Care Facility: Elder Care Attorney in Bucks CountyIt’s one of the most difficult decisions a family can face: Moving an older parent into a long-term care facility. Even if the parent recognizes they can no longer live on their own, there are other major questions to be answered:

How do we know a nursing home is safe? How can we make sure they’ll get the best care? As an elder care attorney in Bucks County, Richard Newman knows how difficult it can to answer these questions. That’s why we’re sharing this list from the AARP.

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What should you know about ABLE savings accounts for your loved ones with special needs?

special needs trust in PAThere is new legislation that allows for a family that has a loved one with special needs to set up an ABLE Savings Account.  The Stephen J. Beck, Jr. Achieving a Better Life Experience Act (ABLE Act) was signed into law in December 2014.  This law allows states to create their own ABLE programs.  Previously, Special Needs Trusts were the only way a family could save money for a special needs individual without losing eligibility for SSI and Medicaid benefits.  But now with the availability of ABLE Savings accounts, families have another option to save for their disabled loved one’s future.

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Common Questions About Supplemental Needs Trusts

Supplemental needs trusts in PA serve a specific and important purpose: to provide for someone with a physical or mental disability after the death of a parent or another loved one.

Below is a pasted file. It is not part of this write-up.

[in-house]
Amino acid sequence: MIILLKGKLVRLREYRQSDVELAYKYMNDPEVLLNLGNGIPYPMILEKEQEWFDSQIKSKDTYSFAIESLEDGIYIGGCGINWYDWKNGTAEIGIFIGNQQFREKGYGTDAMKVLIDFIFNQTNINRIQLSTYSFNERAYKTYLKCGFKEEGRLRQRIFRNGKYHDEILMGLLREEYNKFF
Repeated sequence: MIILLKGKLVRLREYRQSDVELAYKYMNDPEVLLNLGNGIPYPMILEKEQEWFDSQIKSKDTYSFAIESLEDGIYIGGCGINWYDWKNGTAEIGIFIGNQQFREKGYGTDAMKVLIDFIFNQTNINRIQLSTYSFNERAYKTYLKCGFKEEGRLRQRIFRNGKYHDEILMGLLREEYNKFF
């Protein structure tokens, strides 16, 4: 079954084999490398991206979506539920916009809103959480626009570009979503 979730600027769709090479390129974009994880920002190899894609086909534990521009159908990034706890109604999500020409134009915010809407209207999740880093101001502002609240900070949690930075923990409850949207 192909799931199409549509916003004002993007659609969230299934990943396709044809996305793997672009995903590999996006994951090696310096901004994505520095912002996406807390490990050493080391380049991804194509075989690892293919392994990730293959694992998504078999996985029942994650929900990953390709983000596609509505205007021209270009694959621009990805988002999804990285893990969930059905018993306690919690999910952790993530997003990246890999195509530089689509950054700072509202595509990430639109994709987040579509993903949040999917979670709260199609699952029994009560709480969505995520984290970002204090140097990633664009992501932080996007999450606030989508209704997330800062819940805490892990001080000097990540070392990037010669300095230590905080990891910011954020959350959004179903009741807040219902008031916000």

Here are some common questions we hear about these trusts:

1. Who can create supplemental needs trusts in PA?

These trusts – which are also referred to as special needs trusts –are typically set up by a parent, grandparent or legal guardian, although siblings or other relatives can establish a trust as well. In some cases, a judge can create an SNT for a person with a disability.

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Present and Future Social Security Outlooks for Older Americans

Social Security Word CloudYou are now in your late 50’s and getting closer to retirement.  As you were working, discussions about Social Security benefits have been prevalent in the mouths of the government, the media, family and friends.

Everyone relies on Social Security, but it is especially important to those that are older.  Recently, older Americans have been feeling the pressure from wages not increasing and pensions becoming smaller and smaller.  This pressure is only likely to grow in the future.  How do you make sure that your plans for the future will be viable?

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What to Do When Drafting a Special Needs Trust

special needs trust in PANo one likes to think about the end of their life, but planning for the end is important.

It’s doubly important when you know you’ll be leaving behind children, whether that means juveniles or adult children or other family members with special needs.

Making arrangements for the care of minor children is its own topic. Today we’re going to focus on children with special needs, and the concept of the special needs trust, also known as a supplemental needs trust.